Fife High School is known for having a great sports program, winning several state and league championships throughout their history in a wide array of competition. And on Wednesday, Oct. 2, the school was awarded yet another recognition for playing sports. This one, arguably, is the most prominent.
Fife High School was named in the top five schools in the U.S. — kindergarten through university — that best represent the Special Olympics’ 10 national standards of inclusion as defined by National School Recognition Program, making them an ESPN Top 5 National Banner Unified Champion School.
Becoming a Unified Champion School requires three components, according to the Special Olympics website, which are Unified Sports, whole school engagement, and youth leadership. By earning a ranking in the top five, the school exceeded these standards of inclusion, going above and beyond the other 7,500 schools considered.
Unified sports were created by the Special Olympics in 2008 to promote inclusiveness in schools. The idea is to have teams consist of players with a wide range of physical and mental abilities, so that every student can feel included and get to know fellow students in a fun setting.
“We started asking our athletes, ‘If we could improve one thing about your life, what would it be?’ And they very quickly came back at said ‘Make school not as scary,’” Dave Lenox, president of Special Olympics Washington, said.
Special Olympics then began troubleshooting ways to address this issue and began talking with other students for ideas and were inspired by what they found.
“Our athletes weren’t the only ones that felt socially isolated,” Lenox said. “They weren’t the only ones who were worried about bullying, and they weren’t the only ones who figured out that if you play sports with other people you can use that as a way to bridge the gaps. So, we shifted from doing something just for our athletes to doing something for the community and for every student in the school.”
Fife High School’s Unified program was created two years ago by student Zoie Breland with support from teachers and fellow students, according to Brandon Bakke, Fife High School principal. Breland said it was difficult to get the program underway, but once students and instructors learned about and experienced it, Unified really took off.
“Unified at Fife started out as just an idea, but it was an idea embraced by the students, our staff and our community,” Breland said. “I am truly honored to be representing not just an after-school sports program, but something greater. Unified has built friendships, memories and has ultimately changed the culture of our school.”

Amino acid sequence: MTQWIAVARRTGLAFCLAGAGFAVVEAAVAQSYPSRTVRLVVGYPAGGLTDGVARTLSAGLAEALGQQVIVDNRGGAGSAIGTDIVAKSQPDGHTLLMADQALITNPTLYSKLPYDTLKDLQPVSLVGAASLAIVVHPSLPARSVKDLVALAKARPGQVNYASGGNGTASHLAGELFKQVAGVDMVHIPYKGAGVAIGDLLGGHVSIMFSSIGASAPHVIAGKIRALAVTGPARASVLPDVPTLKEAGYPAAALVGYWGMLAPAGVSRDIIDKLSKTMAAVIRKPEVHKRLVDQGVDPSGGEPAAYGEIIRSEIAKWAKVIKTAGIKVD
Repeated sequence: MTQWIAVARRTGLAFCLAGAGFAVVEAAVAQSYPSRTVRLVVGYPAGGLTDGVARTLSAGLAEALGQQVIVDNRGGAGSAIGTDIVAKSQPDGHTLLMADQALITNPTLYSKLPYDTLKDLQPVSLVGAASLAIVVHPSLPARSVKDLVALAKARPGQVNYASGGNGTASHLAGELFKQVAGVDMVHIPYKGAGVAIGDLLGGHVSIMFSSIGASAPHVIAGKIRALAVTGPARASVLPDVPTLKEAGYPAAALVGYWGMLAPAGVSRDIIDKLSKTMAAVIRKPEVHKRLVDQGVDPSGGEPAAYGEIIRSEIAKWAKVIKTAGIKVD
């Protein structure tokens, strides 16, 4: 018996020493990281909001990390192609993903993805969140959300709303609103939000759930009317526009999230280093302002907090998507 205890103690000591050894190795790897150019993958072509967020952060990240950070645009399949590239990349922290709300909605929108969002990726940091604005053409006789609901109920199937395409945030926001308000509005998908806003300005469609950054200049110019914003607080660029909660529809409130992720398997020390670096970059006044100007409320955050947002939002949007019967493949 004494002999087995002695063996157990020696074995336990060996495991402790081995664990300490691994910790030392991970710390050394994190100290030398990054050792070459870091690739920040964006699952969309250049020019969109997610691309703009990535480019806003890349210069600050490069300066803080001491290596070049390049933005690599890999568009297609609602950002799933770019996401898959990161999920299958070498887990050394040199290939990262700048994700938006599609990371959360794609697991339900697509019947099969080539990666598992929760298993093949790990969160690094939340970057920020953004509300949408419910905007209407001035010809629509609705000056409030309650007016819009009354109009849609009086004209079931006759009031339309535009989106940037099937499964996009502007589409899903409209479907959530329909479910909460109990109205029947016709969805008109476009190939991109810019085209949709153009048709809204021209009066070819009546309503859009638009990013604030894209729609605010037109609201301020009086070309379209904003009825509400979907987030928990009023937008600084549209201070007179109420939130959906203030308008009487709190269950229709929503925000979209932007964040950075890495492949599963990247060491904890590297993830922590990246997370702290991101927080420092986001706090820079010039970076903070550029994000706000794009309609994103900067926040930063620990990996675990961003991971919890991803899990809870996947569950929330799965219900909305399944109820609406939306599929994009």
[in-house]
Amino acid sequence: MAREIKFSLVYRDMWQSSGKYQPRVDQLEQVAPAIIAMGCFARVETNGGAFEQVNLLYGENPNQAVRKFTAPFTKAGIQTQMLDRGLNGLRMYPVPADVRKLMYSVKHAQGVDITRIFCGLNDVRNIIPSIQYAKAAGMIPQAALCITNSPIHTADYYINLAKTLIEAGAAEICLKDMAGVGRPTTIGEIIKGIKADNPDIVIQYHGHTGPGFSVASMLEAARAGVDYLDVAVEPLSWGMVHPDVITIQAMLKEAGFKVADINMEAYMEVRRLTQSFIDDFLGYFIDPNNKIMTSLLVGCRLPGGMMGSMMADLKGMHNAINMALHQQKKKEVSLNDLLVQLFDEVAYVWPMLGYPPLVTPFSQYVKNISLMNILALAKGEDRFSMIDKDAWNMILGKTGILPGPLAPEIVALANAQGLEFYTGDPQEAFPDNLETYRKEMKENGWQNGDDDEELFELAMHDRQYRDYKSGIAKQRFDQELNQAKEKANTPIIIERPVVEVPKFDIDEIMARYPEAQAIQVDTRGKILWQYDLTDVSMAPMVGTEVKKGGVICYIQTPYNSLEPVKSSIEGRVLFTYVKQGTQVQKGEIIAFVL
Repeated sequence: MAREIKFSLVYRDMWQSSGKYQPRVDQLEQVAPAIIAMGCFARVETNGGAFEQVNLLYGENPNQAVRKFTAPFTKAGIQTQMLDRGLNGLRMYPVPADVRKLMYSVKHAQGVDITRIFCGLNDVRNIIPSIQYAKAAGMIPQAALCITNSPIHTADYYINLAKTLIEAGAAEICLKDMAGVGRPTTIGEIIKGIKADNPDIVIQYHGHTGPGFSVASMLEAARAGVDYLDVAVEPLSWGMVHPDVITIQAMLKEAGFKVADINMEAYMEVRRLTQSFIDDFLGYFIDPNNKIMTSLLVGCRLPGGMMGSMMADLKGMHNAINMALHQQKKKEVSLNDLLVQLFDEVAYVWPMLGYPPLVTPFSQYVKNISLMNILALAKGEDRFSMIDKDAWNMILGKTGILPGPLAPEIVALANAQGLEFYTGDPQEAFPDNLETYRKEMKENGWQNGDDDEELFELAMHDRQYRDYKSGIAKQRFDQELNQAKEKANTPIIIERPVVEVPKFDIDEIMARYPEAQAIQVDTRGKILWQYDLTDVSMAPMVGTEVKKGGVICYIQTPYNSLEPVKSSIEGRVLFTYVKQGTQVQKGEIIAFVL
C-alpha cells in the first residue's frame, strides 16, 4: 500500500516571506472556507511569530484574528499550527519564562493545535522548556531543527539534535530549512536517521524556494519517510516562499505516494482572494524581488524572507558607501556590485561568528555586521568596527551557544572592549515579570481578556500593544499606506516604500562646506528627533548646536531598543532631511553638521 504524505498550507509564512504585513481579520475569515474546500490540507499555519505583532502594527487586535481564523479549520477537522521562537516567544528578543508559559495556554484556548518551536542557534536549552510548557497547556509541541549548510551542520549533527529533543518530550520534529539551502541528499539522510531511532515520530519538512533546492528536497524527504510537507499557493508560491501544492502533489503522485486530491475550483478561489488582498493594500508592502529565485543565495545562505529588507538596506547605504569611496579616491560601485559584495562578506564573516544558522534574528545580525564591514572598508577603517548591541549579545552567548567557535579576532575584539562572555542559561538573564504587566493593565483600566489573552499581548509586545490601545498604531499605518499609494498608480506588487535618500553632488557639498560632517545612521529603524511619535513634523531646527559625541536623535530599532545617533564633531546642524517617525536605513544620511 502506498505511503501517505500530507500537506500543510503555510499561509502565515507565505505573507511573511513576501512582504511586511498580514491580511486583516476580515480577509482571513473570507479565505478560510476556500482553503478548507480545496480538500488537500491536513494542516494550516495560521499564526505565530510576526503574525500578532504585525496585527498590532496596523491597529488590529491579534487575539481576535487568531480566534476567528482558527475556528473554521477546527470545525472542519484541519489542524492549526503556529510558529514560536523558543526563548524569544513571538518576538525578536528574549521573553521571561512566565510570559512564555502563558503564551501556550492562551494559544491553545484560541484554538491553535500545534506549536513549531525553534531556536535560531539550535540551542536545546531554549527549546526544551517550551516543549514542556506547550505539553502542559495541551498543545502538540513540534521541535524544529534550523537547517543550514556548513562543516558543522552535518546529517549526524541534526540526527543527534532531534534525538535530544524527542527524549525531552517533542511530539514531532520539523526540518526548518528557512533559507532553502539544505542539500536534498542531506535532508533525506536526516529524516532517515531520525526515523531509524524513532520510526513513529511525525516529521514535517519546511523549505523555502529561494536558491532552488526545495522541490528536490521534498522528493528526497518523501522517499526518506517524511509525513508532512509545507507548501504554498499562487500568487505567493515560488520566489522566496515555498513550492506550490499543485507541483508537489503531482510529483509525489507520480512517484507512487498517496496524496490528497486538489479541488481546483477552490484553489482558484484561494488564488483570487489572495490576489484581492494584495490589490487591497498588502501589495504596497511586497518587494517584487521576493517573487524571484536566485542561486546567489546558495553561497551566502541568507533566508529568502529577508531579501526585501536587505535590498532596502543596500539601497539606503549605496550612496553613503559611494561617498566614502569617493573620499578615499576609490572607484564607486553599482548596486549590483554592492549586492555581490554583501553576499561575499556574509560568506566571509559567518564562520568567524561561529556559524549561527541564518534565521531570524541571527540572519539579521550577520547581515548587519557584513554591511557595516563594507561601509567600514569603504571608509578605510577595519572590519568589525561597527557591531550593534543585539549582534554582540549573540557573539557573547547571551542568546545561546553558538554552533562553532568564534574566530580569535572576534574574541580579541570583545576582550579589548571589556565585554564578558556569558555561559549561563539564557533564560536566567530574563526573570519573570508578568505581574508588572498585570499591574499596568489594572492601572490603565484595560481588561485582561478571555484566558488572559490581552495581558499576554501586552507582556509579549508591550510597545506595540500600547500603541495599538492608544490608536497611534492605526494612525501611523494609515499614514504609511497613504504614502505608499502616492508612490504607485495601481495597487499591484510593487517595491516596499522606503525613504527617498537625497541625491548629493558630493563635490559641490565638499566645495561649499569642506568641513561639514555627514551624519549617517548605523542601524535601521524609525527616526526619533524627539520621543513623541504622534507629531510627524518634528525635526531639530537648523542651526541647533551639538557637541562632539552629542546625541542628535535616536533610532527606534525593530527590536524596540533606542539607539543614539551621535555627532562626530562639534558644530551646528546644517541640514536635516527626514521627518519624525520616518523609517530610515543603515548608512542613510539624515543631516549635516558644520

To congratulate Fife High School on their accomplishment, ESPN and Special Olympics presented a national banner at a school assembly on Wednesday. The whole school crowded into the gymnasium to watch the banner be raised up to the rafters, alongside the school’s state and league championship banners.
Student Lexi Steinmeyer, co-president of Fife’s Unified program and Unified Athlete, said she was thankful for being at a school that has a Unified program, and that she was happy that she was able to organize a Halloween Dance that the whole school was invited to.
“I like Unified, because it includes everyone in the school,” Steinmeyer said.
Taylor Mountsier, another Unified athlete, said that it is important for schools to be unified, and that events like prom have been more enjoyable since the introduction of the program.
Many notable people were in attendance, including ESPN representative legendary basketball coach PJ Carlesimo, formerly of Seattle Supersonics and winning 1992 Olympic Basketball Team, and Ray Roberts, former Seahawks player and assistant coach. Governor Jay Inslee spoke at the assembly, congratulating the students on their accomplishment.
“Fife students understand that everybody can have fun and everyone has a talent,” Inslee said. “I want to thank you for being as good of leaders as any adult in the state.”
Congressman Denny Heck, Washington’s 10th congressional district representative, was at the school before the banner unveiling to congratulate the students, school instructors and staff.
“I have this belief that somehow we have evolved in this society, this culture, to not stop and celebrate really good things often enough. The truth is success begets success and good feelings beget good feelings, and this is important recognition, and it is worth recognizing what has gotten us to this point,” Heck said.